Originally published August 31, 2015.
Yesterday, Twitter’s interim CEO released a plan to add more minorities and women to their offices, particularly in the engineering sector. Companies such as Google and Leo Burnett have been open and honest about the lack of diversity within their walls for the past year now, but Twitter has been the first to publicly set numerical goals for themselves on how they plan to fix the lack of diversity within the company, which I can appreciate. That means that someone, or a group of people cared enough to sit down and hash out a plan for fixing their problem.
But as a minority in the advertising industry (which I am of course very new to) I’m not impressed with Twitter’s goals, especially the actions (or lack thereof) that they’re taking to reach minorities. Going to three HBCU career fairs is not enough, it just isn’t.
I’m disappointed in these companies and plenty of others that pride themselves on culture and celebrating the diversity of their staff, when there is not much diversity in the first place. While I understand that there has to be some sort of a starting point, there also has to be a thought out initiative. Leo Burnett’s initiative was the No2six6 campaign, which encourages individuals and advertising agencies to take a stance against the way things used to be and pledge to add more diversity to the advertising industry now, not in 50 years when current minorities will no longer be minorities.
Companies should want to have a diverse staff because of the value it will undoubtedly add to the product they are selling or the work they are producing, not because society is jumping down their throats. It’s more than just boasting about the fact that you went to an HBCU and hired three individuals from that visit, what are you going to do to keep them at your company and support their growth as minorities in Corporate America which is ruled by white men?
I’m not trying to dismiss the effort of these companies because I understand that to be the best, you want to hire the best, regardless of their race, orientation or gender. However, I am offering a different perspective that I haven’t seen executives of these companies address when speaking to reporters about their new diversity and inclusion plans.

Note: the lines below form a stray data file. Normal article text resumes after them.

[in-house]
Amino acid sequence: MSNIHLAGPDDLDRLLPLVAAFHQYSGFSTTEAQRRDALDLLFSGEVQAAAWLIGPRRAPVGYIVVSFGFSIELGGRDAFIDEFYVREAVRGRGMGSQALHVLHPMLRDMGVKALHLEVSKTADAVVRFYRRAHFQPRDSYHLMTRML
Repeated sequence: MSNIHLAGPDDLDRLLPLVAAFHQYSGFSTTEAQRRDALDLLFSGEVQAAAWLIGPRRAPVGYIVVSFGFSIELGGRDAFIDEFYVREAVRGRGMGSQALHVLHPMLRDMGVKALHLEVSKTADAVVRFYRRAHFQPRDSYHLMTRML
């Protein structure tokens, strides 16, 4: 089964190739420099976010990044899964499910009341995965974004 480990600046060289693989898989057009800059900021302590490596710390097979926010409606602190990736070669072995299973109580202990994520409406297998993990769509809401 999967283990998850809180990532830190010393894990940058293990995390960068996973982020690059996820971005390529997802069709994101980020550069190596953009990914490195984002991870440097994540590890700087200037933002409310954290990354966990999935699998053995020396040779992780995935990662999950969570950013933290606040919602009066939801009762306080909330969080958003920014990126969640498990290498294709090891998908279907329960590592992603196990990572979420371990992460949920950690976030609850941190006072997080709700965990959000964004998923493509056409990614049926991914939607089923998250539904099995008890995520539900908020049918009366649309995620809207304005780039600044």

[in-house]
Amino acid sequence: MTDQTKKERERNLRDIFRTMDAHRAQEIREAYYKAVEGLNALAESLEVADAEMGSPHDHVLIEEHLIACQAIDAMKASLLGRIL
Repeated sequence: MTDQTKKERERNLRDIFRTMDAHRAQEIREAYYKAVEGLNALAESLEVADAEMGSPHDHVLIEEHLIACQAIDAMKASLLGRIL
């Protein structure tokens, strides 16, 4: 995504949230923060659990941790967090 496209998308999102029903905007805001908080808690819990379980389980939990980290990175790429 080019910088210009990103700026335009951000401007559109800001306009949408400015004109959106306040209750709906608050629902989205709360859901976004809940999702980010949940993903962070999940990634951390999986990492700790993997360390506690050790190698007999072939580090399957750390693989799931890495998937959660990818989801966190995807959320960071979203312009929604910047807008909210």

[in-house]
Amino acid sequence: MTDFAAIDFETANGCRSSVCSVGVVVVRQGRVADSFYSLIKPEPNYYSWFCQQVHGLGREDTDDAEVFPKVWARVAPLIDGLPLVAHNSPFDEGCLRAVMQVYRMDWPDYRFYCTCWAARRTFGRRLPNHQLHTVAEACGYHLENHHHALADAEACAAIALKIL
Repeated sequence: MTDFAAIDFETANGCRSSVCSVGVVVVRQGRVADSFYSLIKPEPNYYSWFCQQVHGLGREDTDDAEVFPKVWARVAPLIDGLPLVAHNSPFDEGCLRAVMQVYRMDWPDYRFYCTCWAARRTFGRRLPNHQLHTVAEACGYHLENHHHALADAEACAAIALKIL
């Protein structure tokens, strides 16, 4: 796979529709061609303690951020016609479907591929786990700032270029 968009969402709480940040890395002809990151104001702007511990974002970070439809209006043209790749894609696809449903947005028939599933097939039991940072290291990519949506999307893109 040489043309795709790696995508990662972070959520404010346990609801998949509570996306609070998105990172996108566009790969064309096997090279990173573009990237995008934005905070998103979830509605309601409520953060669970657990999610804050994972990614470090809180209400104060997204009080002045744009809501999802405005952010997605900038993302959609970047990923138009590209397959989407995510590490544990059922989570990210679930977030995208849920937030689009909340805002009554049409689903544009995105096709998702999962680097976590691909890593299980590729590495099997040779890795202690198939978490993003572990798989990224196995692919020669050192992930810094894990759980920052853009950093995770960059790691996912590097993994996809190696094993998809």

It’s great that companies want to get serious about hiring more people of color to their business, but it’s got to be more than that. What’s the plan for getting minorities to stay at these companies? How are HR departments ensuring that racism, sexism and homophobia are not within the company? Will trainings on privilege, microaggressions and how to respect someone different than you be provided?
That’s why I’m not impressed by these companies that are suddenly pro-diversity. I cannot understand how any company could be against having a diverse office when people of color have the largest purchasing power in the United States. This isn’t some fad, this is where we’re headed.
Hiring a handful of black people who will be a gone in a year or two is not being pro-diversity; it’s putting a Band-Aid on a deep wound that needs serious attention.
If Twitter achieves their goals this time next year, and I hope they do, that will be awesome, but it doesn’t end there. You can’t be content with just hiring the black guy and thinking that’s enough. Learn from the minorities you hire, give them a chance to speak on their experiences in Corporate America, understand how as an entire office you can foster an environment of respect for all employees.
I expect more out of Twitter, out of any company that suddenly wants to hire people of color. It isn’t just HR’s problem; it’s the entire businesses problem. For me, it isn’t enough to just talk about it; you have to be about be about it too.
It’s way past time for something to be done.
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